Leading a multicultural team, the Movinx way
by Dr. Caro Gabor, Movinx CEO
CEO of Movinx, Caro Gabor shares her philosophy of managing a multicultural team and how it’s a huge asset to Movinx’s global mission.
Addressing a paradox: Lack of innovation in tech
It seems a little funny to suggest that today, in 2022, we are still missing crucial innovation in tech organizations, especially when it comes to managing multicultural teams. Startups are always pouring their resources into understanding their market and customers. But I have noticed where they should also be pouring more time and energy: their team structure and company culture.
Any tech company that wants to spread across multiple geographic markets – and let’s be honest, that’s most of them – needs to include a focus on multiculturalism in its management strategy. People often focus on the element of nationality or national culture represented in a team when talking about being multicultural.
This is obviously a huge part of leading a multicultural team, but there are also some other cultural nuances I think managers should always be considering. Things like age, ethnicity, professional/educational background, organizational background, socio-economic status and others also bring multicultural elements to a multicultural team.
My career path has offered me the opportunity to work not only around the world but closely with global team members and collaborators, on their terms. This has given me invaluable insight when approaching challenges, goals and problems. One of the most valuable things when working with and managing across cultures is that a multi-cultural team that is highly integrated and functioning at its best outpaces all its competitors.
With Movinx this is especially true, our people come from around the world and we speak over 15 languages! We are a true global company: our customers are global so having a team that is able to adapt to different global nuances is essential.
Leadership and management methods
When leading a multicultural team, it’s important to have a basic understanding of different societal and cultural values. I have two wonderful resources for understanding different societal social clusters’ values anywhere in the world:
Imagine if startups with multicultural teams spent time teaching and engaging with their team on the basis of results from the Globe Project’s pillar of cultural visualization. Elements such as: performance orientation, assertiveness, power distance, future orientation and others, can provide leaders with a deeper understanding of their employees’ values and the markets where they operate. A deeper understanding by managers and team members of the cultural expectations and differences across the team can help identify strengths and new ideas.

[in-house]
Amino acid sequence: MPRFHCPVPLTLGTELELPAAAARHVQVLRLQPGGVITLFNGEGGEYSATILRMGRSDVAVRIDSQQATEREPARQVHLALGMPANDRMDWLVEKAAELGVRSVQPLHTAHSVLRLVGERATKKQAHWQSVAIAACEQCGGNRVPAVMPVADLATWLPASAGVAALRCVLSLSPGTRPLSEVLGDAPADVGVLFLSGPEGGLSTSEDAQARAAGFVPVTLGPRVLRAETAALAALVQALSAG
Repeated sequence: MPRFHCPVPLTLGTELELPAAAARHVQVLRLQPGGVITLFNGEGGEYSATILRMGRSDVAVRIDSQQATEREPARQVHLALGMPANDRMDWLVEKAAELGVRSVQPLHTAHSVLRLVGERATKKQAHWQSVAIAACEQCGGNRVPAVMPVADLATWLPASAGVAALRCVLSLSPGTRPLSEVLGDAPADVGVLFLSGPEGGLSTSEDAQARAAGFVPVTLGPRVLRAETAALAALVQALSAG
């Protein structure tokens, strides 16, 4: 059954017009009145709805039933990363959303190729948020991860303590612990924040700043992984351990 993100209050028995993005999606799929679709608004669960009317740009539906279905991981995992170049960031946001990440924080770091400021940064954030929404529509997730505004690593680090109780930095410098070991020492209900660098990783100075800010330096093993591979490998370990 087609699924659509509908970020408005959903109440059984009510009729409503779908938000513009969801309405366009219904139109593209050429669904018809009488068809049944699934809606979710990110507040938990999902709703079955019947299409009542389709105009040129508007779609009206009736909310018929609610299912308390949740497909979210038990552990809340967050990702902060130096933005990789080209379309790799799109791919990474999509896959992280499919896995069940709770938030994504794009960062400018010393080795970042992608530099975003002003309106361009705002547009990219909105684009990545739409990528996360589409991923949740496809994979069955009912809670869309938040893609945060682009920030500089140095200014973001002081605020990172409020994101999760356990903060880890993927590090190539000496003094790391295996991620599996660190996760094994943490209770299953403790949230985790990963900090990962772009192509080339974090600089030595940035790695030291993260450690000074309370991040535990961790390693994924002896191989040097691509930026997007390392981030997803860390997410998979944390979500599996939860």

Similarly, the Culture Map has become a staple in my book collection. This is not an academic book, it’s a people book. It’s full of actionable ideas about attitudes of people from around the world, and how we interact with one another. There is a multitude of management tools arising from this book which can help teams gain a deeper understanding of their own cultural perceptions and ideologies that can encourage higher levels of organizational empathy.
This feeds into another need in the modern workplace:
Revamping hierarchical structures
This isn’t new, but time and time again I’m shown that command and control structures are out, and flat hierarchies are here to stay (an extremely rogue opinion coming from a German, trust me!). I’ve been a proponent of flat hierarchies for years; I’ve learned that they are excellent for keeping leaders accessible to other team members. Vice-versa, leaders are able to keep a finger on the pulse of the company’s activities, and it also encourages cross-department collaboration.
With that being said, keeping a tight span of control – where team leaders have a group no bigger than 8-10 people to manage – also encourage deep personal connections, collaboration and proactive management that is a bread and butter in a post-pandemic – increasingly remote – landscape.
Getting things done
To be most effective, at Movinx, we combine a flat hierarchy with a process similar to Google’s OKRs (Objectives and Key Results). Each member of the team has full access to this document, and each department of Movinx has – in consultation with its team members – added to the company-wide OKRs.
Achieving a company objective is something that is not “owned” by any one department, this exercise makes it clear that for us to move forward, we all need to chip in and collaborate across departmental boundaries. This has been extremely helpful to us to ensure progress against business objectives, cross-channel alignment and direct accountability (which are exactly what our company values are all about).
In a recent meeting, I asked Carlotta Mondino, our New Markets & Strategy Lead, about how transparency and OKRs fit into their workflow:
I’m proud to lead Movinx as we transform the car insurance industry. It’s through a constant effort to welcome new ideas and ways of doing things that we’re going to succeed. We’re scaling up and looking for new members of the team. If our multicultural global environment sounds like a fit, check out our open positions.